For a number of years we have been using open-ended questionnaires in the assessment of hearing disability and handicap, tinnitus complaint behaviour together with shortcomings and benefits of various rehabilitative interventions. More recently we have applied this approach to positive experiences reported by adults who have developed a hearing impairment and to the use of silence or social withdrawal as a communication tactic. In addition, we have asked individuals to rate the magnitude of each of their listed disabilities, handicaps, shortcomings, etc., on a scale to provide a qualitative assessment of each of these elements important to the individual. Such a procedure can be repeated after the intervention to measure changes in such estimates. This approach can thus highlight for the therapist, those elements of the patients' problems which are being well or poorly addressed and hence help them to concentrate their effort on the latter. Results obtained using this technique are presented and discussed. ( info)

6/370. Audiological tests for evaluation of central auditory disorders.

    Three audiological tests (Competing Sentences, Rapidly Alternating speech, Staggered Spondaic Words) currently being used to evaluate central auditory dysfunction are discussed. Audiological and neurological findings on three patients with central auditory lesions are presented, with special reference to their performance on these central auditory tests. Results suggest the tests are of value in identifying and/or corroborating central lesions, and in providing a more complete explanation of patient communicative difficulties. ( info)

7/370. Central auditory dysfunction.

    The numerous tests applicable to the assessment of central deafness are briefly reviewed. It is likely that the more specific verbal and non-verbal tests, which assess more complex auditory function, will prove to be most useful in the assessment of these problems. We believe that the concept of a spectrum of clinical-anatomical types of central deafness is useful, namely, cortical, brainstem and more peripheral forms; a detailed study of an example of a predominantly brainstem type of central deafness is presented. An interdisciplinary approach which applies the methods of the audiologist, otolaryngologist, and neurologist to these patients is required to localize the site of the lesion, to detect and describe the deafness and to establish its etiology. ( info)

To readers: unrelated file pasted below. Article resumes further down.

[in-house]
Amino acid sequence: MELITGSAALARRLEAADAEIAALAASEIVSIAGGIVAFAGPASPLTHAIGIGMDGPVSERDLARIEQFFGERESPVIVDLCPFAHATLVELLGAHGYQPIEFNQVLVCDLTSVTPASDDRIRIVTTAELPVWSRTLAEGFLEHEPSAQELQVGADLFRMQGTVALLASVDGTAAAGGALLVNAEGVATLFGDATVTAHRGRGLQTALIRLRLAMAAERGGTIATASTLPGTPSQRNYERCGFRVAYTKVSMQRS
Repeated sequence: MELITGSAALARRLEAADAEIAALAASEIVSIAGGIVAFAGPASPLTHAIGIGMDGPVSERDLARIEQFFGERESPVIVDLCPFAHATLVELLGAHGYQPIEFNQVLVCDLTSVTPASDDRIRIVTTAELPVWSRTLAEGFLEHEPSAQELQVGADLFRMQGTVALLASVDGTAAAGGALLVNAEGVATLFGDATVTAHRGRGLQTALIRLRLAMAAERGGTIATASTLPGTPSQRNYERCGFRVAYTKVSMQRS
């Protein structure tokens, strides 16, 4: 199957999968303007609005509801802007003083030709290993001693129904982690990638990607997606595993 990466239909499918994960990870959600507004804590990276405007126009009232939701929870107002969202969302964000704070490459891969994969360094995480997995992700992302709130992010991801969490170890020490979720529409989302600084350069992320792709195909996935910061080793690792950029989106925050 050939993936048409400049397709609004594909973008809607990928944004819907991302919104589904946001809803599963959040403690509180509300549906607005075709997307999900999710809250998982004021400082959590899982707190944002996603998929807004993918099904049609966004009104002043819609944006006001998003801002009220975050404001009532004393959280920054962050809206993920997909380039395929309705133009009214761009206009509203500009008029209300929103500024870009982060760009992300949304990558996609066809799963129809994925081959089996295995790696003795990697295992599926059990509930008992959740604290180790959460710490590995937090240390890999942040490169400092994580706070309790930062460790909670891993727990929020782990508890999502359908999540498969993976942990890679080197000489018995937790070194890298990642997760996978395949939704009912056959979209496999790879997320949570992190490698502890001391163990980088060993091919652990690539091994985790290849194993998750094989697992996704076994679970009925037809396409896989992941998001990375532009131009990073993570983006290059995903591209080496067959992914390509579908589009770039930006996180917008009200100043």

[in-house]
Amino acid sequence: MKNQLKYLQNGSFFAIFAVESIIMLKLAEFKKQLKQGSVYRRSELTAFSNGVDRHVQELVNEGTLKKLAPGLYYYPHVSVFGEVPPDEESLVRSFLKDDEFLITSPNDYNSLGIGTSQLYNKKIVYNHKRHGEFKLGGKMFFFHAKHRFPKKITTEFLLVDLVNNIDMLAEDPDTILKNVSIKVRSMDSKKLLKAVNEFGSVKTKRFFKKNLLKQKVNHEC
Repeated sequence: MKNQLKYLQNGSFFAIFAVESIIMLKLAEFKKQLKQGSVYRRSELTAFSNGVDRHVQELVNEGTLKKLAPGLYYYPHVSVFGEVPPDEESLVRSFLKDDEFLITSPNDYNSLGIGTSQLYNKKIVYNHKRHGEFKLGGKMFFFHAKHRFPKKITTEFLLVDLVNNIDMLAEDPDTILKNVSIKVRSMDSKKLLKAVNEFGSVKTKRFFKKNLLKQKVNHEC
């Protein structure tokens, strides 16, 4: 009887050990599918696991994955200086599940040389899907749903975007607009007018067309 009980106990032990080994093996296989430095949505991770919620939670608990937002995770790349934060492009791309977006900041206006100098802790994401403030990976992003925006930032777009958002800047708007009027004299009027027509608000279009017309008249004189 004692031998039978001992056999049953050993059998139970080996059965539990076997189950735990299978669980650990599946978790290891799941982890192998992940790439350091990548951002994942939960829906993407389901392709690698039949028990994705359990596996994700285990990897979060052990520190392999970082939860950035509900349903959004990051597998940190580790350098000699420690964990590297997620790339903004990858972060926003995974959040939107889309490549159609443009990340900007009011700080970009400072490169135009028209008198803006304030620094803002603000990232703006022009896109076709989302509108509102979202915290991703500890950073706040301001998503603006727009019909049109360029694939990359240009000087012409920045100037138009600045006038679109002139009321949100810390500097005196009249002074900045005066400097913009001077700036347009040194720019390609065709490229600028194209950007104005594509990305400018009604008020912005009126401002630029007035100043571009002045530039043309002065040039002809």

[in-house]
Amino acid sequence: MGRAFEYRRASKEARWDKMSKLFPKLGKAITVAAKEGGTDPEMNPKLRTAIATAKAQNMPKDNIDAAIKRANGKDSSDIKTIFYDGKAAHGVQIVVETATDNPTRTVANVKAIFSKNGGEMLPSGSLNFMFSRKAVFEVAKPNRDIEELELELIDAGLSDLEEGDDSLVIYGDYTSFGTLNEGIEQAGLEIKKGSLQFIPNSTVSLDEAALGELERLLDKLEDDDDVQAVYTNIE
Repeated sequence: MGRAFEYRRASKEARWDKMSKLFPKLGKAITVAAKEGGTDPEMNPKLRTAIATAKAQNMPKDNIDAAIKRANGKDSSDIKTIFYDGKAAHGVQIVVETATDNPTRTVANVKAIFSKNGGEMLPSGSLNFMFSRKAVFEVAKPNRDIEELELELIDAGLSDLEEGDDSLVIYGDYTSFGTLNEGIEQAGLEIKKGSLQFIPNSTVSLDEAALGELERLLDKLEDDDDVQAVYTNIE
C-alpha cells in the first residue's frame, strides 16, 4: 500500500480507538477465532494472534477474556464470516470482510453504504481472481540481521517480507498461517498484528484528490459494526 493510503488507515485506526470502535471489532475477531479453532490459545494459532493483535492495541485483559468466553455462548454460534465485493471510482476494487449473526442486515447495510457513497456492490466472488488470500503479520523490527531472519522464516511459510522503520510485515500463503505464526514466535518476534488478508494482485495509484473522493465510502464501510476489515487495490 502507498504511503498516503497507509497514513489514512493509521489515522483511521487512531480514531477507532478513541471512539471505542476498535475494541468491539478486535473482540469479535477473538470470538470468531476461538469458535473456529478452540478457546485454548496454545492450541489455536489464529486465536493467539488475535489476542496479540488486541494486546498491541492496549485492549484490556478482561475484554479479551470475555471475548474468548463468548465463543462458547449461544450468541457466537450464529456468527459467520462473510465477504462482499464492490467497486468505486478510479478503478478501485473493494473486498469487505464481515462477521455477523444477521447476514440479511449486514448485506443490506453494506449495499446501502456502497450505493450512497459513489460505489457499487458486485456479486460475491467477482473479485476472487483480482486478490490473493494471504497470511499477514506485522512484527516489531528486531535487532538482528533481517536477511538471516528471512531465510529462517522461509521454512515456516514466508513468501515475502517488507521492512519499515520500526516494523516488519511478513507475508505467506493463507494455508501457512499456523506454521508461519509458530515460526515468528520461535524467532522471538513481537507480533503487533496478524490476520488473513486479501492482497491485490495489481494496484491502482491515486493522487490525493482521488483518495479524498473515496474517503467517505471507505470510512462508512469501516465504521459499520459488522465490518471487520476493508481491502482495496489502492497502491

8/370. Upper respiratory problems in the yellow nail syndrome.

    A case of the yellow nail syndrome is described. The characteristic nail changes were associated with pleural effusions, lymphoedema of the face and legs and upper respiratory symptoms. The finding of extremely hard ear wax has not been reported previously. A satisfactory response to combination diuretic therapy was seen. The case of recognition of the Syndrome is emphasized together with the danger of excessive investigation if the nails are not inspected. Possible mechanisms for the formation of extremely hard cerumen are discussed. ( info)

9/370. Congenital malformation of the inner ear associated with recurrent meningitis.

    Congenital deformities of the labyrinth of the inner ear can be associated with meningitis and varying degrees of hearing loss or deafness. A recurrence of meningitis is due to the development of a fistulous communication between the subarachnoid space and the middle ear cavity, and can prove lethal. An illustrative case of a 4-year-old Japanese girl with bilateral severe hearing loss, recurrent meningitis and malformations of the inner ear and stapes footplate is presented. Removal of the stapes during tympanotomy provoked a gush of cerebrospinal fluid. The defect was repaired successfully, and there has been no further episodes of meningitis to date. ( info)

10/370. A model for the assessment and management of children with multiple disabilities.

    Children with multiple disabilities present complex management problems, both for their families and for the professionals involved in their care. For any one child, the list of functional and medical problems that need to be addressed is frequently reflected in an even longer list of involved professionals, leading to conflicting advice and problems in co-ordination of care. A hierarchical model for assessment and management is proposed, which highlights the interdependency of apparently different areas of functioning. The model aims to assist both parents and professionals in determining priorities, to improve interdisciplinary working, and to underpin staff training. Illustrative case studies indicate the importance of resolving issues in areas such as visual functioning, positioning and nutrition before integrated functions such as communication skills can be addressed successfully. ( info)